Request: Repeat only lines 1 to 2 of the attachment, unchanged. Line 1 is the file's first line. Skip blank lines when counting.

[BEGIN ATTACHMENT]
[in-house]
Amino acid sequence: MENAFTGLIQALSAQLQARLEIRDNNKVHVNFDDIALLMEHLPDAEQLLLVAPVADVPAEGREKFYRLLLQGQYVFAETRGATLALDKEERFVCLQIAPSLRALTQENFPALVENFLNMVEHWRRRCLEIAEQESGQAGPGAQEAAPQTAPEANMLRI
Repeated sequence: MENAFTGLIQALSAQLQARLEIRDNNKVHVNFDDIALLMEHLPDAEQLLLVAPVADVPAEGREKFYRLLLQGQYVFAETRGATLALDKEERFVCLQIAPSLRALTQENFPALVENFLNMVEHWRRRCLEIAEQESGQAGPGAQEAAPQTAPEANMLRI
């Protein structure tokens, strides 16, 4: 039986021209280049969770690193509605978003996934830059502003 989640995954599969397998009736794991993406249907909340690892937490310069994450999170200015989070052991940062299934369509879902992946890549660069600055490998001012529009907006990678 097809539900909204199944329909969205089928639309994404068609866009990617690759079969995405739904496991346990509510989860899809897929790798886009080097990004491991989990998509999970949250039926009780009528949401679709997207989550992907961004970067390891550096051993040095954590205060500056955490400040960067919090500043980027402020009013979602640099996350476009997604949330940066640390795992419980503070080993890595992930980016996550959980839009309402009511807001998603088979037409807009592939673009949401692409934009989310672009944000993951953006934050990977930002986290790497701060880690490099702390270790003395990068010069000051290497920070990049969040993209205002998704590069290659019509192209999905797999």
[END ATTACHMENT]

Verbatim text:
[in-house]
Amino acid sequence: MENAFTGLIQALSAQLQARLEIRDNNKVHVNFDDIALLMEHLPDAEQLLLVAPVADVPAEGREKFYRLLLQGQYVFAETRGATLALDKEERFVCLQIAPSLRALTQENFPALVENFLNMVEHWRRRCLEIAEQESGQAGPGAQEAAPQTAPEANMLRI